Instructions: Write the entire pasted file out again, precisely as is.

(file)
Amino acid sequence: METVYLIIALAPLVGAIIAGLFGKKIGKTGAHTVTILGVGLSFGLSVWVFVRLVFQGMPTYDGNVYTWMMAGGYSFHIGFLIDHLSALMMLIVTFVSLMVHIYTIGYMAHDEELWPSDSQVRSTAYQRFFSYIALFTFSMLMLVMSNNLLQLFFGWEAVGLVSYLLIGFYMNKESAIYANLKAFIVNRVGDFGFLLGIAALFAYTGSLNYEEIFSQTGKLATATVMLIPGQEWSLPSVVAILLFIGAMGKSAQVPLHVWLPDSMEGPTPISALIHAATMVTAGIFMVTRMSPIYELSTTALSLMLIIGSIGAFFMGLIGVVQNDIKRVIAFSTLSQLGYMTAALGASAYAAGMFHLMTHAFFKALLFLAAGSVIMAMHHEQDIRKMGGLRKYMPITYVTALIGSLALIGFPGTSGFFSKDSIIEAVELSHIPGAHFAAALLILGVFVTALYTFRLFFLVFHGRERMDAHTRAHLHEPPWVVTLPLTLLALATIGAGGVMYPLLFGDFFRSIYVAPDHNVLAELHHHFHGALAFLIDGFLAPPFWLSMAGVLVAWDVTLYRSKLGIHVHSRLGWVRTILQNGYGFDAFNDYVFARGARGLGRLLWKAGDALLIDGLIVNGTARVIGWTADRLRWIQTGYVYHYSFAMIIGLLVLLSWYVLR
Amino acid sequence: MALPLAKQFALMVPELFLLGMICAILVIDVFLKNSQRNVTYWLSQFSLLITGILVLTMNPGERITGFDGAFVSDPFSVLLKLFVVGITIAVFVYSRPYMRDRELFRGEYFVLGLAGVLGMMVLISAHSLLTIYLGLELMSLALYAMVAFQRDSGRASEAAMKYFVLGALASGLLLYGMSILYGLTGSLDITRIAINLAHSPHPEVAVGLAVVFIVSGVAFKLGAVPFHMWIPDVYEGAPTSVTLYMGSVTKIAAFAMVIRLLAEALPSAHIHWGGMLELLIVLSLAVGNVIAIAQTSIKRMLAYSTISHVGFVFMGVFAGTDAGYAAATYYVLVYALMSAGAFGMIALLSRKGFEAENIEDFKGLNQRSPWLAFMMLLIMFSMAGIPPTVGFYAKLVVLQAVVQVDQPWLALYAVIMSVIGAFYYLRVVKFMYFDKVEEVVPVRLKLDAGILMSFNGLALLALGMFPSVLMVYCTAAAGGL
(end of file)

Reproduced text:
Amino acid sequence: METVYLIIALAPLVGAIIAGLFGKKIGKTGAHTVTILGVGLSFGLSVWVFVRLVFQGMPTYDGNVYTWMMAGGYSFHIGFLIDHLSALMMLIVTFVSLMVHIYTIGYMAHDEELWPSDSQVRSTAYQRFFSYIALFTFSMLMLVMSNNLLQLFFGWEAVGLVSYLLIGFYMNKESAIYANLKAFIVNRVGDFGFLLGIAALFAYTGSLNYEEIFSQTGKLATATVMLIPGQEWSLPSVVAILLFIGAMGKSAQVPLHVWLPDSMEGPTPISALIHAATMVTAGIFMVTRMSPIYELSTTALSLMLIIGSIGAFFMGLIGVVQNDIKRVIAFSTLSQLGYMTAALGASAYAAGMFHLMTHAFFKALLFLAAGSVIMAMHHEQDIRKMGGLRKYMPITYVTALIGSLALIGFPGTSGFFSKDSIIEAVELSHIPGAHFAAALLILGVFVTALYTFRLFFLVFHGRERMDAHTRAHLHEPPWVVTLPLTLLALATIGAGGVMYPLLFGDFFRSIYVAPDHNVLAELHHHFHGALAFLIDGFLAPPFWLSMAGVLVAWDVTLYRSKLGIHVHSRLGWVRTILQNGYGFDAFNDYVFARGARGLGRLLWKAGDALLIDGLIVNGTARVIGWTADRLRWIQTGYVYHYSFAMIIGLLVLLSWYVLR
Amino acid sequence: MALPLAKQFALMVPELFLLGMICAILVIDVFLKNSQRNVTYWLSQFSLLITGILVLTMNPGERITGFDGAFVSDPFSVLLKLFVVGITIAVFVYSRPYMRDRELFRGEYFVLGLAGVLGMMVLISAHSLLTIYLGLELMSLALYAMVAFQRDSGRASEAAMKYFVLGALASGLLLYGMSILYGLTGSLDITRIAINLAHSPHPEVAVGLAVVFIVSGVAFKLGAVPFHMWIPDVYEGAPTSVTLYMGSVTKIAAFAMVIRLLAEALPSAHIHWGGMLELLIVLSLAVGNVIAIAQTSIKRMLAYSTISHVGFVFMGVFAGTDAGYAAATYYVLVYALMSAGAFGMIALLSRKGFEAENIEDFKGLNQRSPWLAFMMLLIMFSMAGIPPTVGFYAKLVVLQAVVQVDQPWLALYAVIMSVIGAFYYLRVVKFMYFDKVEEVVPVRLKLDAGILMSFNGLALLALGMFPSVLMVYCTAAAGGL